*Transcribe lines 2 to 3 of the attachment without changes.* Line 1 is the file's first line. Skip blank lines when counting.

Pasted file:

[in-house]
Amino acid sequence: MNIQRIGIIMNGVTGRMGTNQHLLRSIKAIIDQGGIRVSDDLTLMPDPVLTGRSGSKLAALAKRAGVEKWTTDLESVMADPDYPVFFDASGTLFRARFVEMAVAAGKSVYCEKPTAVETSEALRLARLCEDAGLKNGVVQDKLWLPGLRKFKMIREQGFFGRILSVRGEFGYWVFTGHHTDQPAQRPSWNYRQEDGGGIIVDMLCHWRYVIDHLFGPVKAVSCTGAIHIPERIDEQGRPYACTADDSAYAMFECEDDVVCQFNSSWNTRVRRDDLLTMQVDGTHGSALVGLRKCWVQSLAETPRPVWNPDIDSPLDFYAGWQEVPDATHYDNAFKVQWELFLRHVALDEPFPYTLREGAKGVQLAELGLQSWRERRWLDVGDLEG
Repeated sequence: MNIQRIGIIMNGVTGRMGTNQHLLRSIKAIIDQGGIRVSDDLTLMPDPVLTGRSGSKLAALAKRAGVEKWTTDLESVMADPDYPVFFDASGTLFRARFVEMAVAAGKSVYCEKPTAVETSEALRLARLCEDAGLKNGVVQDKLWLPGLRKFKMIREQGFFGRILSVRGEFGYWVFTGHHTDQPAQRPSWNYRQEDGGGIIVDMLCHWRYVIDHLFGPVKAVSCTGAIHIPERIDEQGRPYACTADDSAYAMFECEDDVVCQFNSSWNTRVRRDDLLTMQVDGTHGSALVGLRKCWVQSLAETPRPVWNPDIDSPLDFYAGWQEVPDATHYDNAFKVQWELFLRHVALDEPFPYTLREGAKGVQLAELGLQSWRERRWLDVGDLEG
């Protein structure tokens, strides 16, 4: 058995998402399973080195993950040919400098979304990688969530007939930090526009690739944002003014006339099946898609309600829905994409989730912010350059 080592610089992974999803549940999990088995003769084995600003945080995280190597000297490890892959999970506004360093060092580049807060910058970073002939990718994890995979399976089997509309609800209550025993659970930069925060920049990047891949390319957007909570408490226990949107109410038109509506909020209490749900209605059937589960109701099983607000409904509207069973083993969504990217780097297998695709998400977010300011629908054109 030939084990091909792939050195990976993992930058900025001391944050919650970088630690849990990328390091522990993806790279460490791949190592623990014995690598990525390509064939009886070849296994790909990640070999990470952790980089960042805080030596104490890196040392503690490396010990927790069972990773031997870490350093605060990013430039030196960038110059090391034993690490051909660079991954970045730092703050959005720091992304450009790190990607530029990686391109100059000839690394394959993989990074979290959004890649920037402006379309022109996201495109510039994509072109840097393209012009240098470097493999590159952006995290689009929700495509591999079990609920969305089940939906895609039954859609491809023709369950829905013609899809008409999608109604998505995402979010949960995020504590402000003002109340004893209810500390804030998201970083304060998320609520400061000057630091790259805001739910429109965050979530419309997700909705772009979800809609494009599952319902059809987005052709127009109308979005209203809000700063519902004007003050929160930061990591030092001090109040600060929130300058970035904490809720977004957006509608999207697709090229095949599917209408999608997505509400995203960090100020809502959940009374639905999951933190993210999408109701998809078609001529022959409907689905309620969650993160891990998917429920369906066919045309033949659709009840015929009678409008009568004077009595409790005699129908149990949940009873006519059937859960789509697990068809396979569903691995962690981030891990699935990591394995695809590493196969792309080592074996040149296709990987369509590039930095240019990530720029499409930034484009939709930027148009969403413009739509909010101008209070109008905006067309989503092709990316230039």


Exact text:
Amino acid sequence: MNIQRIGIIMNGVTGRMGTNQHLLRSIKAIIDQGGIRVSDDLTLMPDPVLTGRSGSKLAALAKRAGVEKWTTDLESVMADPDYPVFFDASGTLFRARFVEMAVAAGKSVYCEKPTAVETSEALRLARLCEDAGLKNGVVQDKLWLPGLRKFKMIREQGFFGRILSVRGEFGYWVFTGHHTDQPAQRPSWNYRQEDGGGIIVDMLCHWRYVIDHLFGPVKAVSCTGAIHIPERIDEQGRPYACTADDSAYAMFECEDDVVCQFNSSWNTRVRRDDLLTMQVDGTHGSALVGLRKCWVQSLAETPRPVWNPDIDSPLDFYAGWQEVPDATHYDNAFKVQWELFLRHVALDEPFPYTLREGAKGVQLAELGLQSWRERRWLDVGDLEG
Repeated sequence: MNIQRIGIIMNGVTGRMGTNQHLLRSIKAIIDQGGIRVSDDLTLMPDPVLTGRSGSKLAALAKRAGVEKWTTDLESVMADPDYPVFFDASGTLFRARFVEMAVAAGKSVYCEKPTAVETSEALRLARLCEDAGLKNGVVQDKLWLPGLRKFKMIREQGFFGRILSVRGEFGYWVFTGHHTDQPAQRPSWNYRQEDGGGIIVDMLCHWRYVIDHLFGPVKAVSCTGAIHIPERIDEQGRPYACTADDSAYAMFECEDDVVCQFNSSWNTRVRRDDLLTMQVDGTHGSALVGLRKCWVQSLAETPRPVWNPDIDSPLDFYAGWQEVPDATHYDNAFKVQWELFLRHVALDEPFPYTLREGAKGVQLAELGLQSWRERRWLDVGDLEG